(43) Haute-Loire Capital: Le Puy-en-Velay. Online: Nice new website which has parish and civil registrations, ten-year indices to same, and the beautiful documents of the Chaise-Dieu Abbey.
(44) Loire-Atlantique Capital: Nantes. Online: Parish registers, civil registers, censuses, land records, maps, old post cards, notarial records, military enlistment registers, WITH a surname index to them! Do not waste your time contacting by post or e-mail, as they brusquely refuse to be of any help at all.
(45) Loiret Capital: Orléans. Online: Civil registrations from 1833 to 1902 are gradually being put online. About one third of all communes have been added. However, there are some that will never be online, for they were destroyed during the Second World War. Many communes have their own websites with their parish and civil registrations found online there.
(46) Lot Capital: Cahors. Online: Parish and civil registrations to 1902, including clerk's copies, census records, succession tables, military registers. This site has had some trouble but seems to be working properly as of November 2012.
(47) Lot-et-Garonne Capital: Agen. Much improved! Online now: civil registrations of the 19th century, census returns, many maps and land records, photographs, old post cards, unique funds of local history and customs, and the recordings of the accounts of some Spanish refugees.
(48) Lozère Capital: Mende. An all new website! Online: the parish and civil registers from the 17th century to 1902, photographs, maps, post cards, town histories, insinuations. Unusually, the municipal archives of the capitol city are at the same site. Nice little bit of cooperation, that.
(49) Maine-et-Loire Capital: Angers. Online: Parish and civil registrations, land records, ten-year indices. NEW! Military recruitment lists, cahiers de doléances and more.
(50) Manche Capital: Saint-Lô. Online: Historic maps, parish and civil registrations and ten-year indices, military conscription lists. Click on moteur de recherche, then on état civil. There is a nifty little video explaining how to use the search engine. Paris registrations from 1533 to 1906 for some towns have been indexed on FamilySearch.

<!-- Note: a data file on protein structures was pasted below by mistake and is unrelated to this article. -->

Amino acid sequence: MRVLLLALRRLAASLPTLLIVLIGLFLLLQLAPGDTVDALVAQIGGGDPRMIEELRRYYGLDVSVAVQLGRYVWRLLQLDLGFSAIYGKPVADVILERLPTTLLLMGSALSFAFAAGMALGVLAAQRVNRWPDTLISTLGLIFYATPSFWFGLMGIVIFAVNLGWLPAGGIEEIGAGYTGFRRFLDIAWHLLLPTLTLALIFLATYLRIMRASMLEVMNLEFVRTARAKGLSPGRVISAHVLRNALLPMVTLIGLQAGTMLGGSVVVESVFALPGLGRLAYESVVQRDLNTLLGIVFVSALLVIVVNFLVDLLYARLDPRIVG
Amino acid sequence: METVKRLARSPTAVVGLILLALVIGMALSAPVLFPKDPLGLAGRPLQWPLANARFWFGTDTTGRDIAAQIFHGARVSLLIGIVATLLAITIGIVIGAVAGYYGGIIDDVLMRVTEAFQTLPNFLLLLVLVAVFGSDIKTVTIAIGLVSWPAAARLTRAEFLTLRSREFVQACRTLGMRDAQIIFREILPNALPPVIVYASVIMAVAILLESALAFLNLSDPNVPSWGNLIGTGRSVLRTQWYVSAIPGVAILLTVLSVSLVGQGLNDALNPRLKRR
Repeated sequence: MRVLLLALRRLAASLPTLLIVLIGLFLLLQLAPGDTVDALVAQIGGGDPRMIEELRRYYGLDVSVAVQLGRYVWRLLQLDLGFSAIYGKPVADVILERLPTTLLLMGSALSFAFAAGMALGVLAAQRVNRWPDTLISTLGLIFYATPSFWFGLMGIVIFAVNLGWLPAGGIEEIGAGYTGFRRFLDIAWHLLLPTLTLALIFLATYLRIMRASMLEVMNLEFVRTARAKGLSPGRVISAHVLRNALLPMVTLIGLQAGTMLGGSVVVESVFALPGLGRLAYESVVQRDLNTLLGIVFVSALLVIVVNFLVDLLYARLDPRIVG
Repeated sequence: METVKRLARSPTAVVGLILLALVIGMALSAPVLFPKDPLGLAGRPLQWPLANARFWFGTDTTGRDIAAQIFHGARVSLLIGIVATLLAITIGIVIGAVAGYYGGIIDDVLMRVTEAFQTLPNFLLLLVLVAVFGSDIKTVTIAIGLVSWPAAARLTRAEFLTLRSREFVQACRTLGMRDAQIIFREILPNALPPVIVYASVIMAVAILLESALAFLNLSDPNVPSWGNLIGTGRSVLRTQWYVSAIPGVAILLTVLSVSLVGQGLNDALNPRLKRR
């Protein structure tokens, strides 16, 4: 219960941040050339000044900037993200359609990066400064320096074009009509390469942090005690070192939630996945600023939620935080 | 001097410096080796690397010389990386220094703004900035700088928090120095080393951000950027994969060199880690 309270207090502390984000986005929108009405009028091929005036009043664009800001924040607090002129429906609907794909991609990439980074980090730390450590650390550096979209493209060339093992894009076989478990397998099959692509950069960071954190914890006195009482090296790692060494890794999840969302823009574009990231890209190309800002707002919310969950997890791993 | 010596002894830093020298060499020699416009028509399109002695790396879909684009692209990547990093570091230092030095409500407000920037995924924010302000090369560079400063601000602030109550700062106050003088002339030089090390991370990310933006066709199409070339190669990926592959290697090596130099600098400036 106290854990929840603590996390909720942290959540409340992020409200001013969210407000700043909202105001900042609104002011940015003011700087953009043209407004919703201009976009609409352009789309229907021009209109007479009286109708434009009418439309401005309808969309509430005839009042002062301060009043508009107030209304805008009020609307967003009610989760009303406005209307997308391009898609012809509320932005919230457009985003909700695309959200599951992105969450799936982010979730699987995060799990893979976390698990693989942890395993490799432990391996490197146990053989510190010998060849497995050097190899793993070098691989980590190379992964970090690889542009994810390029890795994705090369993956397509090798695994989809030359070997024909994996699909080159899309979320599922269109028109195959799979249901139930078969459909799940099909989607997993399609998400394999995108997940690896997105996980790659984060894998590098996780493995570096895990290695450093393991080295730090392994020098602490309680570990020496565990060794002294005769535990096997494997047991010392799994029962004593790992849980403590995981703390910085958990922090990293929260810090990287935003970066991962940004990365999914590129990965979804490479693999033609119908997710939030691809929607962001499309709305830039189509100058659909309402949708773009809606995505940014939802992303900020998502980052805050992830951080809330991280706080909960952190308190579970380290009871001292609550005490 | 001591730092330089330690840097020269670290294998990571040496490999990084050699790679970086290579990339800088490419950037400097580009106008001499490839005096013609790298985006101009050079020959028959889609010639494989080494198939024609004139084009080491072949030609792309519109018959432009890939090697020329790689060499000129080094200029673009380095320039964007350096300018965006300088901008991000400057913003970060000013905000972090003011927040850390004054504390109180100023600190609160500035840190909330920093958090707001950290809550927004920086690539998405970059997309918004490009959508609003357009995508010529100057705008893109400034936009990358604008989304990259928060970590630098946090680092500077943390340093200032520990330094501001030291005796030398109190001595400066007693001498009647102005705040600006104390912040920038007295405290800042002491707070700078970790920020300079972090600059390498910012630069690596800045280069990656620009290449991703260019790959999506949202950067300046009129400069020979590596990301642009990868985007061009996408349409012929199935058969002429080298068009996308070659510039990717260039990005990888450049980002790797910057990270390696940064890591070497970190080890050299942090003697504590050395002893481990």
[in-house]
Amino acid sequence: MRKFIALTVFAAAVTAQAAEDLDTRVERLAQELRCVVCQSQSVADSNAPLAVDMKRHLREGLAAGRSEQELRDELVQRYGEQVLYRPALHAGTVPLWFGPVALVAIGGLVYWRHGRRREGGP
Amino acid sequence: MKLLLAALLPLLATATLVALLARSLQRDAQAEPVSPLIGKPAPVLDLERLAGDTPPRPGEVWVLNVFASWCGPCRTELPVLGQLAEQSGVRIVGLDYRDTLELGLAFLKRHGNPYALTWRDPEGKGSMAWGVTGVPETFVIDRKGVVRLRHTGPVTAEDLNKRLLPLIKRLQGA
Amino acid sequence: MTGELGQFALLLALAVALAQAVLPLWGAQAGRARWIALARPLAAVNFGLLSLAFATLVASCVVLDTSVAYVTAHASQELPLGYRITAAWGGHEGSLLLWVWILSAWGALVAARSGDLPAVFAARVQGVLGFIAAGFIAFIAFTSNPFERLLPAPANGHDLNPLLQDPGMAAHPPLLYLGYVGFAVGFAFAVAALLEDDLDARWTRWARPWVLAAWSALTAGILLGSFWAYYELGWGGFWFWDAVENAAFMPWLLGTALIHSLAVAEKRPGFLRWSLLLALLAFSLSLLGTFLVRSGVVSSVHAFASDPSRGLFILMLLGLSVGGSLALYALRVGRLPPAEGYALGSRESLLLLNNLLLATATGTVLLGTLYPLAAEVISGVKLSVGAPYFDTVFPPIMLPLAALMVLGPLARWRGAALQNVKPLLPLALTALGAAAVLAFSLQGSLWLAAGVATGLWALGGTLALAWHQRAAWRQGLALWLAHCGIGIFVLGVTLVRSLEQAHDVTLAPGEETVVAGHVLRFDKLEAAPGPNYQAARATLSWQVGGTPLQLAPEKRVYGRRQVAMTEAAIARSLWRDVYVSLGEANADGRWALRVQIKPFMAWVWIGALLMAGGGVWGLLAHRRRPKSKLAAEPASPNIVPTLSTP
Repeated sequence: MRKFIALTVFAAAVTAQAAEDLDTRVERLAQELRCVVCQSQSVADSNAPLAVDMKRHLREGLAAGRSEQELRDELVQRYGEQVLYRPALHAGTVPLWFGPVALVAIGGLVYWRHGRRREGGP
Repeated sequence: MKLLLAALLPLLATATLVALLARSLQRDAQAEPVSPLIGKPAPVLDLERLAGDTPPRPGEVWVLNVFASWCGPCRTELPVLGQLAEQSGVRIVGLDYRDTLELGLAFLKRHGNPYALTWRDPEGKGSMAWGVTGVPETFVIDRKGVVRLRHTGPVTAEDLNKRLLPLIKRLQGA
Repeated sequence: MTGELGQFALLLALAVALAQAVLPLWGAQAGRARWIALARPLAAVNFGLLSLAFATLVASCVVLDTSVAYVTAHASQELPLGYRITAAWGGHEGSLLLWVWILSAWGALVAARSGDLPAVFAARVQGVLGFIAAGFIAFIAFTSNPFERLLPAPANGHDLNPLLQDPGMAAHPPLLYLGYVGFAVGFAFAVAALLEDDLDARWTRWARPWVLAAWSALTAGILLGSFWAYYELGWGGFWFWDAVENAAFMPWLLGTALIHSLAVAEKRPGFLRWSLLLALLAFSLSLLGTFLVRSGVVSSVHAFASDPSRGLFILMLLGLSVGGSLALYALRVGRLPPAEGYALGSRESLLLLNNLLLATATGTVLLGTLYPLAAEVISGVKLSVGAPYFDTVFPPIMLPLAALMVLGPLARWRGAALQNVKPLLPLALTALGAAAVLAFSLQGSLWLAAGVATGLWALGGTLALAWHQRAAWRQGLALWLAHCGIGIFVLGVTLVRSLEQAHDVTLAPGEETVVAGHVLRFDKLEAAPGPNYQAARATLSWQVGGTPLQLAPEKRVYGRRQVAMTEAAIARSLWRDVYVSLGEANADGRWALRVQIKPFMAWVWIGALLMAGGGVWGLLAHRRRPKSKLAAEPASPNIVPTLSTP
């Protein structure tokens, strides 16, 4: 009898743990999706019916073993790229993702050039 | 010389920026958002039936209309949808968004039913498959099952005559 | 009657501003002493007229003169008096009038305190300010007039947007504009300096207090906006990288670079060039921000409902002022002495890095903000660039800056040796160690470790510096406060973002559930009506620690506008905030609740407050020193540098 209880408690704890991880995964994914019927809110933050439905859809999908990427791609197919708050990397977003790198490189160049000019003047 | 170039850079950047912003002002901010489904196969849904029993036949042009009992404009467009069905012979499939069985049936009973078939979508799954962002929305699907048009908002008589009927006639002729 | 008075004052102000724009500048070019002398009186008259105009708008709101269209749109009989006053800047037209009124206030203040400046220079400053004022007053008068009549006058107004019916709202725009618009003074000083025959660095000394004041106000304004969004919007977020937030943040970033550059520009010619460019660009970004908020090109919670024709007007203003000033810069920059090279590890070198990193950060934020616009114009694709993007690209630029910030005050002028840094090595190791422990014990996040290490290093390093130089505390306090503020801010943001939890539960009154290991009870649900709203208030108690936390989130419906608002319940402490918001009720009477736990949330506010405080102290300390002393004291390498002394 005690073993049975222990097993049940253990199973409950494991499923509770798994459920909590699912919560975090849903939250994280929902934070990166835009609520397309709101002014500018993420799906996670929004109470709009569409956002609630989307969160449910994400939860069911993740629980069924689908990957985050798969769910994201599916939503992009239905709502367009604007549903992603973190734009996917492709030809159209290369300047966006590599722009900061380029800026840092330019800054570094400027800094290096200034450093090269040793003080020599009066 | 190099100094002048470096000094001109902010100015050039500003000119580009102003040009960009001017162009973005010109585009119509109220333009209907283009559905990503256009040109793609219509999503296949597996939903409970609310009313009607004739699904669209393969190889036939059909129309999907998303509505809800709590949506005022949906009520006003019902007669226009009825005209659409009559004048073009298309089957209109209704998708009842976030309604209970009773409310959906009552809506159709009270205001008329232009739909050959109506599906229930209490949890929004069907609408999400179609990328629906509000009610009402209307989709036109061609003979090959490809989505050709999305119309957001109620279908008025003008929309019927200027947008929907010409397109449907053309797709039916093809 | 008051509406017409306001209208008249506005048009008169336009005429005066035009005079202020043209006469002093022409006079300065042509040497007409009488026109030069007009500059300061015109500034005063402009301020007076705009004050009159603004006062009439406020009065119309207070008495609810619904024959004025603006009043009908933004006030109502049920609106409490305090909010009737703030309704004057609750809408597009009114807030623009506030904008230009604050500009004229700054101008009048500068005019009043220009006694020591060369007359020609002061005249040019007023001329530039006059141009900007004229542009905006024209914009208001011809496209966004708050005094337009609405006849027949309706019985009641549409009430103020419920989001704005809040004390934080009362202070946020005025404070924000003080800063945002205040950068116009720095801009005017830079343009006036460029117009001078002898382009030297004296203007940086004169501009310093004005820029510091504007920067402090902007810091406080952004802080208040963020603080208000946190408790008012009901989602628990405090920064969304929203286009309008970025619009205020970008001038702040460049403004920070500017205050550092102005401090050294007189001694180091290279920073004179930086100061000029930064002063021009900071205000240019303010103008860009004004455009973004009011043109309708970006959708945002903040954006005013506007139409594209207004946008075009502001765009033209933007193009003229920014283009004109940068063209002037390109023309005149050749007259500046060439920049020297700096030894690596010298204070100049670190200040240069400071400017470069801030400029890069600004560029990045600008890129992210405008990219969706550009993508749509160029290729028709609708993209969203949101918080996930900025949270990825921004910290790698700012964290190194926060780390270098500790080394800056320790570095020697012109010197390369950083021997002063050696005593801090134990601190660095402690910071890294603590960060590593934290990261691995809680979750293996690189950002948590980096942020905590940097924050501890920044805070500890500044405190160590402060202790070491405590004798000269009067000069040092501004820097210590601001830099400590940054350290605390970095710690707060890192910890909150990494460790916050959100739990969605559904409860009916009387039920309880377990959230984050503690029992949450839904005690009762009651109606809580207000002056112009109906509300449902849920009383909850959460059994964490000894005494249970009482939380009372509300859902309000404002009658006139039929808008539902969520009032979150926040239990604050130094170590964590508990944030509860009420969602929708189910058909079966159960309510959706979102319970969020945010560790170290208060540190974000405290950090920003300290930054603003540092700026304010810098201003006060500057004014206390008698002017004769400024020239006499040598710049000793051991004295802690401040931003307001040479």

(51) Marne Capital: Châlons-en-Champagne. New! Online: parish and civil registrations, maps, censuses, and land records.
(52) Haute-Marne Capital: Chaumont. Online: finding aids and land records are online. Gradually being added are: parish and civil registers, ten-year indices, and notarial records. Here, one can also read the interesting "Notes généalogiques du Baron de l'Horme".
(53) Mayenne Capital: Laval. Online: parish and civil registers from the 16th century to 1882, ten-year indices, a data base created by volunteers of the details from the marriages of the 19th century, military registers, census lists from 1836 to 1906, land records, transcriptions of marginal notes from the parish registers. Mayenne is acknowledged as the gold standard of departmental archives online.
(54) Meurthe-et-Moselle Capital: Nancy. Online: parish and civil registers up to 1882, land records. There is a warning that records for Toul are incomplete, owing to a fire there in 1939.
(55) Meuse Capital: Bar-le-Duc. Online: The parish and civil registers are now online, as are military conscription lists and some censuses.
(56) Morbihan Capital: Vannes. Online: parish and civil registers, ten-year indices, military conscription lists, maps, photos, 19th century local newspapers.
(57) Moselle Capital: Metz. Online: an extensive site. The first phase of putting records online has begun with the parish registrations prior to 1793 for about 500 towns and villages. Civil registrations will not be online before 2015.
(58) Nièvre Capital: Nevers. Online: finding aids, list of communes, old post cards, cahiers de doléances, pregnancy declarations, censuses, military conscription lists (recently updated to include the soldiers of WWI), parish registrations and civil registrations are completed.
(59) Nord Capital: Lille. Online: Ten-year indices, parish and civil registrations, military recruitment lists, land records, 1906 census. The archives are relocating. Check the website before visiting the facility.
(60) Oise Capital: Beauvais. Online: old post cards, parish maps, parish and civil registers, censuses, military registers. It is necessary to register with the site; this is free.
(61) Orne Capital: Alençon. Online: parish and civil registers to 1902, ten-year indices.
(62) Pas-de-Calais Capital: Arras. Online: Lots of advice, plus ten-year indices to parish and civil registrations up to 1912, census records from 1820 to 1886, military recruitment records through 1921, land records.